Forces driving penetration Unfortunately, the reign of cash comes with some disadvantages for consumers and for merchants/banks.
Banks and merchants raise prices because they have to contend with manual acceptance, record keeping, counting, storage, security and transportation of currency (Mc Kinsey, February 2014).
These are some of many forces driving credit card adoption.
According to Cap Gemini (World Payment Report 2013), governments in Kenya, Egypt, Nigeria, Namibia and South Africa are strongly supporting these programmes and investments. EMV credit cards feature an embedded security chip that provides enhanced security in an attempt to stop fraud.
Much of Africa, however, still uses magnetic strip cards like in the US.
South Africa is one area where EMV cards are taking off.
In Kenya, Master Card and Visa are making a big push to migrate the country from magnetic strip cards to EMV cards.
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Credit card usage in Africa trails other continents significantly, mostly because of the extremely rural nature of most residences.
Studies (Mc Kinsey, February 2014) indicate that almost nine out of 10 financial transactions in Kenya, for example, are still made in cash.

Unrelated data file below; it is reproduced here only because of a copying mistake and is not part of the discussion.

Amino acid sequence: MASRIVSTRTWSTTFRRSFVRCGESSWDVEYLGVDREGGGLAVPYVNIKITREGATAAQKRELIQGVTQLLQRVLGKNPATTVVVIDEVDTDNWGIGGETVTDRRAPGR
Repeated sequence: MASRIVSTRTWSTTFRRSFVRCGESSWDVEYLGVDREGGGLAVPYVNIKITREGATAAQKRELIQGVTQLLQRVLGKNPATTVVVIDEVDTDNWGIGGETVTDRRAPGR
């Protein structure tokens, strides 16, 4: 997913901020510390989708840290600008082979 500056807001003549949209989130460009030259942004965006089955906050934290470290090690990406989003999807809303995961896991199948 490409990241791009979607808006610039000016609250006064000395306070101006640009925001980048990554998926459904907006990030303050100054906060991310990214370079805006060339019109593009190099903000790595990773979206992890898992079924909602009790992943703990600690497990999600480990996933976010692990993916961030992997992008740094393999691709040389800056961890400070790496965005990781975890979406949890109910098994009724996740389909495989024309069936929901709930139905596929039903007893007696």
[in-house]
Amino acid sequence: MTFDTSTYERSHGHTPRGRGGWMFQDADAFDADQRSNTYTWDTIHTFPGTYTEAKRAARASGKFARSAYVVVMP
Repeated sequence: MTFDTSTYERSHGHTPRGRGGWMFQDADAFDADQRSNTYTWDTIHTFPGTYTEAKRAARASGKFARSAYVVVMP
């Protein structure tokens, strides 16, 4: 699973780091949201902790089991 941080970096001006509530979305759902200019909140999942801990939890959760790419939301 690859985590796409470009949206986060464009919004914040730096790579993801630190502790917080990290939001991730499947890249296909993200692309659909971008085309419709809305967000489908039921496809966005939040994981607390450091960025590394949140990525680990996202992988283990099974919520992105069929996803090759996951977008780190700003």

In most parts of sub-Saharan Africa, the number is closer to eight in 10. One reason may be that the population in this part of the world lacks trust in credit card technology, partly because of the high fraud rates in the region.
Consolidating technology and process As much as individual companies are expanding their credit card payment programmes, the inhibitor to full pan-African adoption is consolidation of technology and process.
Without the migration to common industry standards, such as GIM-UEMOA, as well as XML and SWIFT networks, widespread adoption will lag (Source: Cap Gemini).
September 2014 issue notes that US-based Visa and Master Card have the biggest presence in Africa, with Visa accounting for 57% of all credit card purchases and Master Card accounting for 39%.